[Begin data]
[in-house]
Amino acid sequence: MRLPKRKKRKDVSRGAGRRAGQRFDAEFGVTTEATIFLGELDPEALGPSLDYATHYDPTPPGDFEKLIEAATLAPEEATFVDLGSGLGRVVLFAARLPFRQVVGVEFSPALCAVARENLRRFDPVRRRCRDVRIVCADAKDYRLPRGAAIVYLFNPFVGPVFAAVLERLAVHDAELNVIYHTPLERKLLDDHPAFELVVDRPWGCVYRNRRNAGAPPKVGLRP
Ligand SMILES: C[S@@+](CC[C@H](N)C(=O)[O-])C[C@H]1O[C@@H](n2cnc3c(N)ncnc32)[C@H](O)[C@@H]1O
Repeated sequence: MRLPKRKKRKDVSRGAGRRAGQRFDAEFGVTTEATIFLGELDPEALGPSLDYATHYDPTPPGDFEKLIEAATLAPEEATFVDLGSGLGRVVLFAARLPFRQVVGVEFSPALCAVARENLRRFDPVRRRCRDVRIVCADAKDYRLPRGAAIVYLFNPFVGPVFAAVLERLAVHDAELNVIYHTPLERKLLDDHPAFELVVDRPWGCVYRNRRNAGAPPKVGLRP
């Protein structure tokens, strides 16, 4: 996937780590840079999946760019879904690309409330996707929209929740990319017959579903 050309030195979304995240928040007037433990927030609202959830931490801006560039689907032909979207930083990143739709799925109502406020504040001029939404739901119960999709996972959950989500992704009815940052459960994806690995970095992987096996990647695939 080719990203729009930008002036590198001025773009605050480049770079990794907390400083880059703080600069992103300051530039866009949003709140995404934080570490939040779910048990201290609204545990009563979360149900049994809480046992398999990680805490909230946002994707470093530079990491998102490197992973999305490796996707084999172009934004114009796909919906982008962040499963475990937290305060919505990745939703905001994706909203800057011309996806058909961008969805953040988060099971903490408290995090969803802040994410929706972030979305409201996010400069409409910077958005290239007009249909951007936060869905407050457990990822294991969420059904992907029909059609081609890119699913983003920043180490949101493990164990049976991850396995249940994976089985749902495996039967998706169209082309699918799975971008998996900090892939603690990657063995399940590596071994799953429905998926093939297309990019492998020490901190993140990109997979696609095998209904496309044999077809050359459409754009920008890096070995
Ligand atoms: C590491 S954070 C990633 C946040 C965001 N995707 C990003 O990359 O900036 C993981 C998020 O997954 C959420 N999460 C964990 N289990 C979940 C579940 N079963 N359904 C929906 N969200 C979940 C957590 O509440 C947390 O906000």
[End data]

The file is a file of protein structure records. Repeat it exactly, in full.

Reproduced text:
[in-house]
Amino acid sequence: MRLPKRKKRKDVSRGAGRRAGQRFDAEFGVTTEATIFLGELDPEALGPSLDYATHYDPTPPGDFEKLIEAATLAPEEATFVDLGSGLGRVVLFAARLPFRQVVGVEFSPALCAVARENLRRFDPVRRRCRDVRIVCADAKDYRLPRGAAIVYLFNPFVGPVFAAVLERLAVHDAELNVIYHTPLERKLLDDHPAFELVVDRPWGCVYRNRRNAGAPPKVGLRP
Ligand SMILES: C[S@@+](CC[C@H](N)C(=O)[O-])C[C@H]1O[C@@H](n2cnc3c(N)ncnc32)[C@H](O)[C@@H]1O
Repeated sequence: MRLPKRKKRKDVSRGAGRRAGQRFDAEFGVTTEATIFLGELDPEALGPSLDYATHYDPTPPGDFEKLIEAATLAPEEATFVDLGSGLGRVVLFAARLPFRQVVGVEFSPALCAVARENLRRFDPVRRRCRDVRIVCADAKDYRLPRGAAIVYLFNPFVGPVFAAVLERLAVHDAELNVIYHTPLERKLLDDHPAFELVVDRPWGCVYRNRRNAGAPPKVGLRP
């Protein structure tokens, strides 16, 4: 996937780590840079999946760019879904690309409330996707929209929740990319017959579903 050309030195979304995240928040007037433990927030609202959830931490801006560039689907032909979207930083990143739709799925109502406020504040001029939404739901119960999709996972959950989500992704009815940052459960994806690995970095992987096996990647695939 080719990203729009930008002036590198001025773009605050480049770079990794907390400083880059703080600069992103300051530039866009949003709140995404934080570490939040779910048990201290609204545990009563979360149900049994809480046992398999990680805490909230946002994707470093530079990491998102490197992973999305490796996707084999172009934004114009796909919906982008962040499963475990937290305060919505990745939703905001994706909203800057011309996806058909961008969805953040988060099971903490408290995090969803802040994410929706972030979305409201996010400069409409910077958005290239007009249909951007936060869905407050457990990822294991969420059904992907029909059609081609890119699913983003920043180490949101493990164990049976991850396995249940994976089985749902495996039967998706169209082309699918799975971008998996900090892939603690990657063995399940590596071994799953429905998926093939297309990019492998020490901190993140990109997979696609095998209904496309044999077809050359459409754009920008890096070995
Ligand atoms: C590491 S954070 C990633 C946040 C965001 N995707 C990003 O990359 O900036 C993981 C998020 O997954 C959420 N999460 C964990 N289990 C979940 C579940 N079963 N359904 C929906 N969200 C979940 C957590 O509440 C947390 O906000």